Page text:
The Noble Souls upholstery collection has been coloured using special dyes that are 100% organic, extracted naturally from different plants, using dye extraction techniques that are hundreds of years old. These dyestuffs are then mixed with water to produce a stunning palette of authentic, natural finishes.

Indigo dye finds its history embedded in every civilization, from India to Egypt, Africa, South America, Japan and China. Since the times of the Greeks and Romans it was valued as a luxury dye, and is among the oldest dyes ever to be used for textile dying and printing. The oldest known artefact of indigo dyed fabric is actually 6000 years old, discovered in Peru. The plant indigofera has been in use since then. Often referred to as Blue Gold because of its high value as a trading commodity, humans have been captivated by the colour blue as a symbol of power, authority, and the divine.


The colour palette of Noble Souls upholstery is created using varying concentrations and applications of vegetable based dyes. Indigo dye for blues, and gallnut dye for greys and blacks. No other artificial chemicals are used, and the China has a long history of using plant dyes which continues today, and its traditions and techniques been alive in a remote part of China for hundreds of years, shielded from modernity by its rugged mountainous terrain.

In China, indigo dye paste is called “Landian”, a unique form of Chinese indigo. In developing our own indigo for Noble Souls, Tim explored the use of natural dyes with makers who have received these traditions down through the generations, determined to preserve intact the completely natural and hand made essence of this tradition. And for Noble Souls, we combine the use of traditional Landian with a modern stonewashing treatment that lends the fabric a softness and colour stability not previously achieved with natural dyes on commercial upholstery.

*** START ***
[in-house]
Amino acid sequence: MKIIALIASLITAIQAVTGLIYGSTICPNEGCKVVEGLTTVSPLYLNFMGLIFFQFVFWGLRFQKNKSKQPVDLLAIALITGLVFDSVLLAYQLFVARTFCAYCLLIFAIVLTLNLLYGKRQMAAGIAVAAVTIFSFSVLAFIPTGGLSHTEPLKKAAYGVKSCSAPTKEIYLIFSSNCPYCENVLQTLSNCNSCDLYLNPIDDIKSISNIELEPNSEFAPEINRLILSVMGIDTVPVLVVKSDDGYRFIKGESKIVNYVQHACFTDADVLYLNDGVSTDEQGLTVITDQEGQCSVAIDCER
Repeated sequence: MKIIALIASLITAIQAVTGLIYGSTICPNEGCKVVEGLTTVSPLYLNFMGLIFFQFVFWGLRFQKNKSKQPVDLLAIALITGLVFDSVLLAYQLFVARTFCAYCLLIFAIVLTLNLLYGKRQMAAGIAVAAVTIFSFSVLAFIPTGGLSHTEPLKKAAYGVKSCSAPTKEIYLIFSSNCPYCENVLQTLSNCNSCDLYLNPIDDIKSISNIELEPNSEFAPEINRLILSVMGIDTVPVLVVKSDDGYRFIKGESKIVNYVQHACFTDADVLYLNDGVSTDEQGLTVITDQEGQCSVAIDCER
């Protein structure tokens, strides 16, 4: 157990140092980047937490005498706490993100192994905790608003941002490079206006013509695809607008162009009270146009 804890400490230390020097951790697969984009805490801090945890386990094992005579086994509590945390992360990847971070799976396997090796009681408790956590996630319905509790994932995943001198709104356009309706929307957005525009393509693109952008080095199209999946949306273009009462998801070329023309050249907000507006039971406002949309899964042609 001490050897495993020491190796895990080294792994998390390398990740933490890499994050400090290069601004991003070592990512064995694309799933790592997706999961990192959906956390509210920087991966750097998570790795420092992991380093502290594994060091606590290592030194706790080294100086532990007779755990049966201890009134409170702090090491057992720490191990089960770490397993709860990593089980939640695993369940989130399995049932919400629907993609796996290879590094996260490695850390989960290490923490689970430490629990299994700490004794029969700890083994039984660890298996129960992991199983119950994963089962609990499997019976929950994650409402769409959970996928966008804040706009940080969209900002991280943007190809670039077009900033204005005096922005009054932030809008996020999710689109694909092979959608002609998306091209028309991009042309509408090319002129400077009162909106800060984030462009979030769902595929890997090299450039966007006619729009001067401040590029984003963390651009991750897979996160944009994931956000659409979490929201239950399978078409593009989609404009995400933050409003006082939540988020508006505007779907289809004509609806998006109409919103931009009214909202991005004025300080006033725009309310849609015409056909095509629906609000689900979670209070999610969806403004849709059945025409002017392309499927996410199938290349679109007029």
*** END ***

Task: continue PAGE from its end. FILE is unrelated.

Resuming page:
Remote parts of China have been shielded from many of the influences of modernity, in part because of the rugged mountainous terrain.

In many places, traditional village life has been preserved, including their traditional craftsmanship practices.

Agricultural practices are passed down from one generation to another and represent a completely closed and sustainable ecosystem.

Everything is done by hand with simple tools. Here a handful of the indigo plant is shown freshly picked. This plant will simply be mixed with water to extract the dye.

The result of the steeping is an indigo paste – pictured here inside a gourde. It uses no artificial chemicals, just naturally occurring vegetable dye with the power to transform yarns into different shades of blue.

Once dyed, cloth is washed in the river, and hung out to dry.

Different hues can be created by varying the amount of times a fabric is dipped, washed and dried.

Fabric is then prepared for use, in the making of clothing and household supplies hat are at once durable, and completely natural.